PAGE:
Forget that the Democratic comeback in Texas gubernatorial politics is like Godot; the return is often loudly heralded as imminent but never seems to arrive. This year Republicans picked up two or three U.S. House seats, defeating at least one and perhaps two Hispanic Democrats in majority-minority districts. Francisco Canseco beat Ciro Rodriguez in the 23rd District (65 percent Hispanic) and Blake Farenthold leads Solomon Ortiz in the 27th District (71 percent Hispanic), pending the outcome of a recount. When Republicans can beat Hispanic Democrats in majority-minority districts, suddenly a slew of once-safe seats start to look competitive in the coming cycles. What’s more, a huge wave carried Republicans to a massive majority in the state house. After the 2008 election, the Republicans led 77 seats to 73; it is now 91 to 51. There wasn’t a single Democratic pickup. In the state senate, the GOP has 19 seats to the Democrats’ 12. 

Is Texas already gerrymandered for maximum GOP gain, or could some of the state’s nine remaining Democrats in the U.S. House find themselves in tougher districts next cycle?

(If Texas is the new Wyoming, I don’t know what Wyoming is now.)

6. The key swing state is the land of the cheeseheads: For many years, Wisconsin flirted with Republicans but ultimately voted for Democrats. The Bush campaign thought it had a shot there in 2000 and 2004, as did McCain in 2008, at least for a while. Then this year, it seemed that a decade’s worth of pent-up GOP fervor exploded at the ballot box: big wins for Ron Johnson in the Senate race and Scott Walker in the governor’s race, and decisive House wins for Sean Duffy and Reid Ribble. Beginning next year, the GOP will control the state senate 19–14, and the assembly 59–38, as the results stand now, with one race still too close to call. Democrats saw their senate majority leader and assembly speaker voted out of office.

For the first time in a long time, Republicans will run the show in Wisconsin. If their decisions please the electorate, could this state slip out of its habit of voting for Democrats in presidential elections? The last Republican to carry Wisconsin was Ronald Reagan in 1984.

7. Arizona’s escapees: It was a great year for Arizona Republicans, but the narrow victories of incumbent Democrats Raul Grijalva and Gabrielle Giffords — in the two border districts, no less! — are irksome. Was the 2010 GOP wave in this state a one-time phenomenon because of the Department of Justice suit against Arizona? Or will these two surviving Democrats find that the Obama administration is a lingering dead weight on their next reelection bids?

8. Can the GOP ever win an election that isn’t settled Election Night? Four House races have been settled since Election Day: Arizona’s 7th and 8th, Washington’s 2nd, and Virginia’s 11th. In all of them, the Democrat won. One doesn’t want to feed paranoia, but one would expect close races to split closer to 50–50, no? Instead, with seven seats still being sorted out, the odd incidents pile up: A bag of uncounted ballots is found in Texas. Someone is calling absentee voters in New York’s 25th. As these last races are settled, we will see if the Democrats’ strange “luck” continues.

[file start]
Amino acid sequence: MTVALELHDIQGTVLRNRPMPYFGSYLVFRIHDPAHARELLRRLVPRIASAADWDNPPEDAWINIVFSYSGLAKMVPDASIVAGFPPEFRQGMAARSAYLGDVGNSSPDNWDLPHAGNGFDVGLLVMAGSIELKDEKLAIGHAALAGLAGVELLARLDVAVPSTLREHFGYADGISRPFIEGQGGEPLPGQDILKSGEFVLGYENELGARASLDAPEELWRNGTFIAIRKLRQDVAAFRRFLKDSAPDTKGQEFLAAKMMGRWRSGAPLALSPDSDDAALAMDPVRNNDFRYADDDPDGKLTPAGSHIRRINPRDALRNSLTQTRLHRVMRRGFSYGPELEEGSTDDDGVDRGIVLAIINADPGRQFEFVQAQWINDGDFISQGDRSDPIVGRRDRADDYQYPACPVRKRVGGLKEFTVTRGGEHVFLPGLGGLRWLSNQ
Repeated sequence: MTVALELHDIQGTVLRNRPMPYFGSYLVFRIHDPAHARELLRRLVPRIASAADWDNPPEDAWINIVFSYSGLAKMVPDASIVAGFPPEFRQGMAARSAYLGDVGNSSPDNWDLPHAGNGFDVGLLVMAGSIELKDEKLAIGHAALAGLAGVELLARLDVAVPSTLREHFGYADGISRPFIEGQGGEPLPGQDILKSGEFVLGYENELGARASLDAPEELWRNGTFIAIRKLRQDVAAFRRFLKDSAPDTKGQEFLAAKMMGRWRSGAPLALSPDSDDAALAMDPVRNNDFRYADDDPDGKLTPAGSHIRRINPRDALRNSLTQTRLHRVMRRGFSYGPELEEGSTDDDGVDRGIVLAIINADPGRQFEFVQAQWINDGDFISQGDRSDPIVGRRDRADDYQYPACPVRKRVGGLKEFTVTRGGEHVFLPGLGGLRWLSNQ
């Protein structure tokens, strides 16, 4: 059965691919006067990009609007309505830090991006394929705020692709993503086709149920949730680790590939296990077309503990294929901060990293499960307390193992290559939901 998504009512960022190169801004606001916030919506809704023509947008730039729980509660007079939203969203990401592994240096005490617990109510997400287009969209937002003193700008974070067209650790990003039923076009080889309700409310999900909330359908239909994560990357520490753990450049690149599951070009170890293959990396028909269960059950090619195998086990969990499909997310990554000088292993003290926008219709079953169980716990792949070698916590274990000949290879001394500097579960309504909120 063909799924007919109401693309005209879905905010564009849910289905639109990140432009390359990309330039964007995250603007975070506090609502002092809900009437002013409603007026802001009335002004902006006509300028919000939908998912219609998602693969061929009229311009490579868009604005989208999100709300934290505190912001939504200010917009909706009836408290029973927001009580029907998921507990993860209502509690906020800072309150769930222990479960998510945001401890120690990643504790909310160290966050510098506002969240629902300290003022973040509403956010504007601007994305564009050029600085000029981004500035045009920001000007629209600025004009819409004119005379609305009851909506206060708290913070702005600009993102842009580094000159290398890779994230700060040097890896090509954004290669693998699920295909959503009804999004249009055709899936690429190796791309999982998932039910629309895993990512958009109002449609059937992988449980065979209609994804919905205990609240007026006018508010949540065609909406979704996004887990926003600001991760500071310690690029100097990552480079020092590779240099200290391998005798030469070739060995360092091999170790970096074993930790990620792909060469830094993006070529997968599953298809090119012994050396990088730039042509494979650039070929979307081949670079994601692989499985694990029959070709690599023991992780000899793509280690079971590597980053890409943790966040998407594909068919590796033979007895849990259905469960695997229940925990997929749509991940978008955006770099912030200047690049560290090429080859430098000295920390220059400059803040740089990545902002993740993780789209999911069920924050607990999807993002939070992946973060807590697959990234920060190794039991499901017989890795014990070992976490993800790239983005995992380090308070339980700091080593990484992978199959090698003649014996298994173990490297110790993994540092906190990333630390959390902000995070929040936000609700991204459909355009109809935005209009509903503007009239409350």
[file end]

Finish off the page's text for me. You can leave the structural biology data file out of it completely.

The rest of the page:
9. Second time around? A slew of Democrats who won election to the U.S. House in 2006 — Gabrielle Giffords in Arizona, Jerry McNerney in California, Joe Courtney in Connecticut, Joe Donnelly and Baron Hill in Indiana, Nancy Boyda in Kansas, Paul Hodes in New Hampshire — had run before and lost; their victories came on the second or third try. The 2010 cycle saw plenty of promising Republican House candidates fall a little short: Mike Keown in Georgia’s 2nd, Jackie Walorski in Indiana’s 2nd, George Phillips in New York’s 22nd, and Scott Bruun in Oregon’s 5th, plus all the candidates who came a few hundred votes short in the close races mentioned above. Will these candidates be up for a rematch in 2012? Or would the GOP be better off with new blood?

10. Really, South Carolina! What the hell is wrong with 28 percent of your voters? An astounding 358,276 of you voted for Alvin Greene. In fact, according to exit polls, 2 percent of South Carolina Republicans voted for Alvin Greene. That was a joke, right? Did these Republicans know they were casting actual votes?

WRAPPING UP

One clear lesson from the 2010 results is that the red-state/blue-state divide established at the beginning of the decade is stronger than ever — the red states turned redder, while many blue states barely budged in a big Republican year. Self-financing Republicans on the coasts spent fortunes only to fall short, while the GOP largely wiped out long-serving Democrats who had hung on in heavily conservative regions of the country: Chet Edwards in Texas, John Spratt in South Carolina, Gene Taylor in Mississippi, Earl Pomeroy in North Dakota, Stephanie Herseth Sandlin in South Dakota. The upper Midwest has reasserted itself as the true, classic swing region, shifting heavily to the Republicans, at least for now. The Obama wave receded from Ohio, Indiana, Florida, and Nevada. But as spectacular as the 2010 results are for Republicans, they learned in this cycle that even in a very favorable national environment, they really aren’t able to get a hold on heavily Democratic turf on the West Coast and in the Northeast.

If the map remains the same two years from now, the 2012 Electoral College breakdown will probably look more like the ones from 2000 and 2004 than the one from 2008. That shouldn’t give the Republican nominee too much comfort, though; neither of Bush’s wins left much room for error.

— Jim Geraghty writes the Campaign Spot on NRO.